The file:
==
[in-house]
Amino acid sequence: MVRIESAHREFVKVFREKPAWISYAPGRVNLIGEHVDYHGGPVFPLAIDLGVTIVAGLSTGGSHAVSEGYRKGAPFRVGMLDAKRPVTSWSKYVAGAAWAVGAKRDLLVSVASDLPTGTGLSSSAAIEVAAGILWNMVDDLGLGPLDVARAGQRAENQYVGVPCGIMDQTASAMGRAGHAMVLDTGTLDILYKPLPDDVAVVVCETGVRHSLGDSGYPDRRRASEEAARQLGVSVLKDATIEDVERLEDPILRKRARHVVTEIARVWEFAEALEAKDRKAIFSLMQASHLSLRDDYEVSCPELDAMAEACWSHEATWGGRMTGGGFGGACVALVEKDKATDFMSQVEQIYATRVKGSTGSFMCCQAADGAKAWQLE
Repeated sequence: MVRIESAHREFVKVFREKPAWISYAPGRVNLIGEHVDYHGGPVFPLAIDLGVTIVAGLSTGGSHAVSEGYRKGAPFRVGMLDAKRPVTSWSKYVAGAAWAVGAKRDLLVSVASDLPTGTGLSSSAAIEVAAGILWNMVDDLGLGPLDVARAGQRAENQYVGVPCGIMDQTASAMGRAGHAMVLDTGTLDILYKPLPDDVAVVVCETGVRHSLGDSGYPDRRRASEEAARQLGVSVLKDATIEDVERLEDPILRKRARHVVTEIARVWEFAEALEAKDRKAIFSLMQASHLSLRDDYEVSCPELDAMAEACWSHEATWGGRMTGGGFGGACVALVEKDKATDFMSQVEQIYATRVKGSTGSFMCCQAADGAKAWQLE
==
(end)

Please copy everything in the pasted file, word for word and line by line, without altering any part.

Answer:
[in-house]
Amino acid sequence: MVRIESAHREFVKVFREKPAWISYAPGRVNLIGEHVDYHGGPVFPLAIDLGVTIVAGLSTGGSHAVSEGYRKGAPFRVGMLDAKRPVTSWSKYVAGAAWAVGAKRDLLVSVASDLPTGTGLSSSAAIEVAAGILWNMVDDLGLGPLDVARAGQRAENQYVGVPCGIMDQTASAMGRAGHAMVLDTGTLDILYKPLPDDVAVVVCETGVRHSLGDSGYPDRRRASEEAARQLGVSVLKDATIEDVERLEDPILRKRARHVVTEIARVWEFAEALEAKDRKAIFSLMQASHLSLRDDYEVSCPELDAMAEACWSHEATWGGRMTGGGFGGACVALVEKDKATDFMSQVEQIYATRVKGSTGSFMCCQAADGAKAWQLE
Repeated sequence: MVRIESAHREFVKVFREKPAWISYAPGRVNLIGEHVDYHGGPVFPLAIDLGVTIVAGLSTGGSHAVSEGYRKGAPFRVGMLDAKRPVTSWSKYVAGAAWAVGAKRDLLVSVASDLPTGTGLSSSAAIEVAAGILWNMVDDLGLGPLDVARAGQRAENQYVGVPCGIMDQTASAMGRAGHAMVLDTGTLDILYKPLPDDVAVVVCETGVRHSLGDSGYPDRRRASEEAARQLGVSVLKDATIEDVERLEDPILRKRARHVVTEIARVWEFAEALEAKDRKAIFSLMQASHLSLRDDYEVSCPELDAMAEACWSHEATWGGRMTGGGFGGACVALVEKDKATDFMSQVEQIYATRVKGSTGSFMCCQAADGAKAWQLE